We talked to dozens of city leaders from across the U.S. to develop our handbook for city problem solvers, The Future of U.S. Cities, and learned the many ways that cities are innovating with intention. Building on those learnings, we’ve become increasingly interested in mobility – the ready access to cost-effective, convenient transportation options — and the power it may have to transform life in cities. This series looks at the challenges — and indeed opportunities — for transportation systems in cities, and how many are putting their residents at the heart of mobility solutions.
“The fastest way to move something forward is residents showing it’s a priority” – Matt Gray, Chief Sustainability Officer for Cleveland
At their best, transportation systems are the lifeblood to prosperous cities — enabling them to become more sustainable, equitable, and healthy. At their worst, they are a barrier to this prosperity — leading to high levels of carbon emissions, inequitable access across neighborhoods, and congested, dangerous roads. Transportation systems in the United States are currently responsible for over 37,000 deaths annually, 29% of greenhouse gas emissions (the largest of any source), and over $11,000 in average household costs (the second highest of any expense).
As a result, many cities are currently asking themselves: how do we bring out the best that transportation can offer cities and ensure the kind of mobility that residents deserve?
To better understand the voices of their residents, city governments are increasingly challenging traditional models – reimagining (or even retiring) public meetings and town halls – in favor of more creative outreach methods. These new approaches provide a safe space for all voices, especially those who have been historically marginalized and underrepresented in programs and policies that have shaped the existing mobility landscape.
Listening to diverse perspectives serves two objectives:
- Uncovering new problems and ideas specific to a city’s unique mobility landscape; and
- Strengthening the relationship between city governments and residents, bolstering legitimacy.
Equipped with a rich set of qualitative data around residents’ lived experiences, city governments are uniquely positioned to drive innovation and technology towards the city’s top mobility priorities. While the private sector may have advanced technological solutions, they are not incentivized to develop an in-depth understanding of the community — including historical context of past mobility issues, nuanced perspectives among key stakeholder groups, and residents’ needs and desires. City governments that are closest to residents and their challenges can selectively partner with companies that bring the right capabilities to address city-specific mobility issues.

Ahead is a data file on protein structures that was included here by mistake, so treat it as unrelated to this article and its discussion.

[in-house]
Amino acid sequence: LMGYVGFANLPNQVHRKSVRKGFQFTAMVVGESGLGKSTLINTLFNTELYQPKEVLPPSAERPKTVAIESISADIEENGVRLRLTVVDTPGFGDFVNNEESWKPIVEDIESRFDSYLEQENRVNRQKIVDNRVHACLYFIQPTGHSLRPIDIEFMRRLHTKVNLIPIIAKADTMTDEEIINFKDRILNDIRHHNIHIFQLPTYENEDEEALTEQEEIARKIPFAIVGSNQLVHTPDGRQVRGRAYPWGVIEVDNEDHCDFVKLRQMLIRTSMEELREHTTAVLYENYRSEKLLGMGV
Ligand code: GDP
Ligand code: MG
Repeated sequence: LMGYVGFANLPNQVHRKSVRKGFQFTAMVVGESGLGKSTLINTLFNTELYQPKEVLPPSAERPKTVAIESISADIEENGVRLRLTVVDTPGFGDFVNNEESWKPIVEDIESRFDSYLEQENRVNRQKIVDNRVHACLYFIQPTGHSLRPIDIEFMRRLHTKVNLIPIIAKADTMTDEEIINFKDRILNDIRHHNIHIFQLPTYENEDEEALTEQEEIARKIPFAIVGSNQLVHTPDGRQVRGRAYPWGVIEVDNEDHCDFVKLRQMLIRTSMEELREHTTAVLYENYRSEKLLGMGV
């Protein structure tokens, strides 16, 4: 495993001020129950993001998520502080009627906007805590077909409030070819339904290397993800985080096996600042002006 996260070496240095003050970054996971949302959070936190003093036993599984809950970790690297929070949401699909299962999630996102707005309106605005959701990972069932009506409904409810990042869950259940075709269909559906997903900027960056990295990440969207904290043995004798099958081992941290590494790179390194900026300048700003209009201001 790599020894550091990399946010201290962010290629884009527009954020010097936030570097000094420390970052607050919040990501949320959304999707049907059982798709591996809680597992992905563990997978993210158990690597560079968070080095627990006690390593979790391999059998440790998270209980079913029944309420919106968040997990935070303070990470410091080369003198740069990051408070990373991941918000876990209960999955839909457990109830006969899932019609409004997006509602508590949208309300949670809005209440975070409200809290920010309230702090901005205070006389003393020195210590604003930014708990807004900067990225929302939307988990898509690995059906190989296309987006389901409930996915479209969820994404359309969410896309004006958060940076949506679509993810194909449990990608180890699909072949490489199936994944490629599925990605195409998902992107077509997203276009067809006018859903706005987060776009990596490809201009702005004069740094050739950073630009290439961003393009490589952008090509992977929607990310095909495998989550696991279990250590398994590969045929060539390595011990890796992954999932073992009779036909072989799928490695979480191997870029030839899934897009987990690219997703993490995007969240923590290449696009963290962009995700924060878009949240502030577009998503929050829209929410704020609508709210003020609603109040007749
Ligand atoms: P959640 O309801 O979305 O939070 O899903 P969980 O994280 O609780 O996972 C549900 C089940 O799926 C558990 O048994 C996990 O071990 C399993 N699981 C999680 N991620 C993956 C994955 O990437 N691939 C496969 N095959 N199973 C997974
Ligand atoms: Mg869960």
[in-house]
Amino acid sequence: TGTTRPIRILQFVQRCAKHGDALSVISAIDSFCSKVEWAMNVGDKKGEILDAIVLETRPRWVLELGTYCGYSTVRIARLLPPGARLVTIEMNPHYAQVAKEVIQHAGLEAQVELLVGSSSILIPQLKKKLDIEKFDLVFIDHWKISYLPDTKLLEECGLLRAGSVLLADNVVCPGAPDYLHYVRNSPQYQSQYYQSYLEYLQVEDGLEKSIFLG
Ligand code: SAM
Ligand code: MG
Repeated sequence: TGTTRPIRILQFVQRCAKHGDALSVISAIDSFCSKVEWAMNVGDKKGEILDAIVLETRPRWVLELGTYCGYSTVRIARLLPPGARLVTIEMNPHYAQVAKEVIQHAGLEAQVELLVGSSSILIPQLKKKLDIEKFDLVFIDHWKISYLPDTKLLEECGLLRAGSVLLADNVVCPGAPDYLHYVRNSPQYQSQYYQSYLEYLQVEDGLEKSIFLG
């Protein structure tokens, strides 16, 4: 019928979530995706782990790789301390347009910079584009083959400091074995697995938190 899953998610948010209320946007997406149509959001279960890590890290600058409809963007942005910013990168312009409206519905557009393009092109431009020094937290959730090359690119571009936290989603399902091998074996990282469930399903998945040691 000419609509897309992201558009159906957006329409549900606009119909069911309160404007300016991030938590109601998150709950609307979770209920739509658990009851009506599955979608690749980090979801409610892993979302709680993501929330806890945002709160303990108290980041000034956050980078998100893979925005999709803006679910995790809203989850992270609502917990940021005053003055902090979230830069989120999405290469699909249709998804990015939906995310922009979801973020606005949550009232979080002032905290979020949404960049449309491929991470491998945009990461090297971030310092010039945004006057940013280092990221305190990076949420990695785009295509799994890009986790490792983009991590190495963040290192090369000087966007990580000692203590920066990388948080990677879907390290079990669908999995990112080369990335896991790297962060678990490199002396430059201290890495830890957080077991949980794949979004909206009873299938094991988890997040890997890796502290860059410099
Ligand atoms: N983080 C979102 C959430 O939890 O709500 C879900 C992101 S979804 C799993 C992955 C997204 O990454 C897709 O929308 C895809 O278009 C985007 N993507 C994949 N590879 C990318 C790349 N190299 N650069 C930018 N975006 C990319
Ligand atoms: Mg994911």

The San Francisco County Transportation Authority (SFCTA), for example, partnered with an equity design firm to improve transportation options in San Francisco’s District 10, “a historically underinvested neighborhood facing an imminent wave of gentrification.” Together, they used a powerful mobility equity framework as a way to engage the community and rebuild trust. The initiative also involved multiple community groups, who had strong relationships with residents in District 10. Importantly, the participating organizations were not driven primarily by a profit motive, but rather they all shared a common goal with SFCTA — to establish Community Power, “the ability of marginalized communities to influence decisions in a way that addresses their needs and concerns.”
Through this cross-sectoral partnership, SFCTA conducted four multilingual workshops with over 150 residents and city staff excited about making transportation more equitable in District 10. Importantly, it was not enough to invite residents to have a seat at the table, the group also asked residents to help them redesign the table. Residents provided input on which physical space would be safest, gave feedback on how the workshop materials should be framed, and played leading roles in facilitating the workshop.